Hello there Android developer or curious onlooker. Welcome back to another blog post talking about your favorite, my favorite, and the world’s favorite mobile operating system. Today we’re going to talk about Proguard and what that means for Android Developers.
Scala has, in it’s core library, several classes that are intended to contain (at some point or another) some instance of another class. A few examples of this are seen in Option and Future. These container classes allow you to act upon values that may or may not exist or even to work with values that should appear in the future (hence the name “Future”). The idea of these container classes is fundamentally simple.
Fish is a command line shell that (in my workflow) replaces Bash — the shell most developers are used to. There are plenty of alternatives to Bash, with Zsh being the most popular, but I’m hoping to give fish a shot by the end of this article. Let’s discuss why I’m using fish and you should too!
A common theme with web applications is to run tasks in the background. Commonly, they’re ran at set intervals. You’ll find data processing servers, online-game servers, and several other types of servers using regularly scheduled background tasks and today, you’ll learn how to implement these tasks in Play with Scala.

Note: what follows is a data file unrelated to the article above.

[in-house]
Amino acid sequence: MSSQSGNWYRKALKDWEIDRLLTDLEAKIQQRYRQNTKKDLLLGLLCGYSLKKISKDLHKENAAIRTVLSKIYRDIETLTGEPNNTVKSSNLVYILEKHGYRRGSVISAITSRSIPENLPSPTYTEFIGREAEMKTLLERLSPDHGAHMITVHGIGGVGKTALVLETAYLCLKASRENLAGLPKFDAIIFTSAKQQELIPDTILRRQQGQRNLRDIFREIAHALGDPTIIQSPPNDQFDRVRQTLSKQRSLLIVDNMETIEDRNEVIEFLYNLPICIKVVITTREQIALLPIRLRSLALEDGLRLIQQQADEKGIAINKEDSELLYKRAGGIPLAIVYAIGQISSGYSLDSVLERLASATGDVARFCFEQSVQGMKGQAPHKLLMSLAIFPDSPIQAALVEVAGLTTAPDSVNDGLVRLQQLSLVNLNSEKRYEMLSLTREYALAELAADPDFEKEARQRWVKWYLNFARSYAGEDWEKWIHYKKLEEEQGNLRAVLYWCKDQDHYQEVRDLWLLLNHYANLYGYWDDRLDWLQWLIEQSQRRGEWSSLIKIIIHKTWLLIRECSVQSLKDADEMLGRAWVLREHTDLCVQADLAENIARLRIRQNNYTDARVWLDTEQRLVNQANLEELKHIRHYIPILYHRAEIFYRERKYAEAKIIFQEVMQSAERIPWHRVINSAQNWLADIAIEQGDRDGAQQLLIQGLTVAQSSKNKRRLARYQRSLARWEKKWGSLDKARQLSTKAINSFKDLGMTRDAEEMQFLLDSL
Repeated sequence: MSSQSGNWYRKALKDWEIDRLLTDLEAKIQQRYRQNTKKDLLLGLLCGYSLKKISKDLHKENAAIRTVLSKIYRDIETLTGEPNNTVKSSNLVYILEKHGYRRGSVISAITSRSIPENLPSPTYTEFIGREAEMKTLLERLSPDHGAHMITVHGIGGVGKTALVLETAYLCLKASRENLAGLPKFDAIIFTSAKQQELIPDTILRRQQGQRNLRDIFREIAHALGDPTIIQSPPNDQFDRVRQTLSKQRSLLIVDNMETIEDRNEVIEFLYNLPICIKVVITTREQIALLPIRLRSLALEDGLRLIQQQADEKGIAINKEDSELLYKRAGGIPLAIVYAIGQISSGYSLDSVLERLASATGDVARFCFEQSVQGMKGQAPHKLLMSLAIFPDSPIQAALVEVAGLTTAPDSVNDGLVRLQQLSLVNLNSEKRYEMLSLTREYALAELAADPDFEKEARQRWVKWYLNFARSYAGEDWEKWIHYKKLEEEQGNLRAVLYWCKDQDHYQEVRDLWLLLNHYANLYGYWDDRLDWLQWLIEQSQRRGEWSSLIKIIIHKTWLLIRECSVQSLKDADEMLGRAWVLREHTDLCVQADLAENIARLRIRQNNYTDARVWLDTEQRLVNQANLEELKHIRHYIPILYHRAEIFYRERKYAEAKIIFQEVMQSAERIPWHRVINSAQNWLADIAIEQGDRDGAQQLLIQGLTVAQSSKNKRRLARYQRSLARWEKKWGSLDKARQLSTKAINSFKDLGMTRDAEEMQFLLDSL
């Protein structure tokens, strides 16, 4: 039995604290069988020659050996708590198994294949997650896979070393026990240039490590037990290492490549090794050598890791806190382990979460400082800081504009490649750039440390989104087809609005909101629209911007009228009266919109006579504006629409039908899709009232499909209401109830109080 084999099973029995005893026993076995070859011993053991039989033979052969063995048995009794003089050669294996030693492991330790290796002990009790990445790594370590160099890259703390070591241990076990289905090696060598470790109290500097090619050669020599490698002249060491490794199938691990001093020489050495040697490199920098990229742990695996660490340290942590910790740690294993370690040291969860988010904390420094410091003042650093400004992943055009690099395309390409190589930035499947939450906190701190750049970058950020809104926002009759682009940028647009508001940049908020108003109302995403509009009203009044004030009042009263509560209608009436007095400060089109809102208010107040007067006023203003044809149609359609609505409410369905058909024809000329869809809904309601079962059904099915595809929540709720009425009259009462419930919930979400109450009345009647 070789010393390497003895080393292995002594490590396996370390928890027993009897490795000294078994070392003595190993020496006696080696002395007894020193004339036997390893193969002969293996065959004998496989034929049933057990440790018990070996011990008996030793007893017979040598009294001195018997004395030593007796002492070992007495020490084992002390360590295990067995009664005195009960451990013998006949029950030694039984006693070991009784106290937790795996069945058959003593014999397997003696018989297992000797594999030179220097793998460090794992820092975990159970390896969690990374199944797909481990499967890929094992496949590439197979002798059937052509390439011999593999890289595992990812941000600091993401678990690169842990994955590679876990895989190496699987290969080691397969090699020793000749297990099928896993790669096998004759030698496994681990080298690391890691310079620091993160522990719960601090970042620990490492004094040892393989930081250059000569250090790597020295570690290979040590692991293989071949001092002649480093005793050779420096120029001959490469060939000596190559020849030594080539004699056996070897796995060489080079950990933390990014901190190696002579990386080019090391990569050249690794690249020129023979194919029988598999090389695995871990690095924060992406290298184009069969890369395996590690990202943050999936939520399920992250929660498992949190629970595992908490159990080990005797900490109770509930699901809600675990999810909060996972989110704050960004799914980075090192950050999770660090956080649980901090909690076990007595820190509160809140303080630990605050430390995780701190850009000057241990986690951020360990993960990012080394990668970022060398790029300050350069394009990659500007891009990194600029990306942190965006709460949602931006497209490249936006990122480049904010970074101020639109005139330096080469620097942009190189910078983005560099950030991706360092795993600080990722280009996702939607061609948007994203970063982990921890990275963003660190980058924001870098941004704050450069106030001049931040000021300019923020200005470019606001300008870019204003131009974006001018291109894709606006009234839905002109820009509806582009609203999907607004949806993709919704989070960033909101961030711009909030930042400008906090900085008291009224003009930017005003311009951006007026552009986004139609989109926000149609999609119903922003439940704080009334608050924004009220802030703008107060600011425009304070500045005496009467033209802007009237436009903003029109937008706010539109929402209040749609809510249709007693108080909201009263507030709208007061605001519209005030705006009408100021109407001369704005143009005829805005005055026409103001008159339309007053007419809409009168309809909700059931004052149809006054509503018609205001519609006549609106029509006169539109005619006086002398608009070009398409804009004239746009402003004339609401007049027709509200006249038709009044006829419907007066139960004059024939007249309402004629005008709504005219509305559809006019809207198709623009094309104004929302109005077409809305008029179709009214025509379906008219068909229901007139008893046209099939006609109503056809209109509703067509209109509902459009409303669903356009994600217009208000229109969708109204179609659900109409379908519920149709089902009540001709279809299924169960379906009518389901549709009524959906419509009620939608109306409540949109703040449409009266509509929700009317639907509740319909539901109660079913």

If you’ve ever manually provisioned a server before, you know the feeling of excitement that you receive once you’re finished and your application is running on a remote machine. If you’ve ever provisioned two servers identically, you know the feeling of dread from getting it exactly right the second time. Thankfully, tools like Ansible exist to help us provision multiple servers exactly the same way.
A Trigram is a three character subsection of a string of text. This allows you to match text if you’re close to the actual text you’re looking for. For example, the string foobar can be represented as the following trigrams: foo, oob, oba, bar. Click here to learn how to use Trigrams to elevate your search capabilities!
It’s late at night so I’ll keep this post short. I’m going to quickly cover how to use Futures in Clojure and why you would want to use them. Let’s start with the why. What is a Future? A future is simply a function that executes code on a background thread and can be dereferenced […]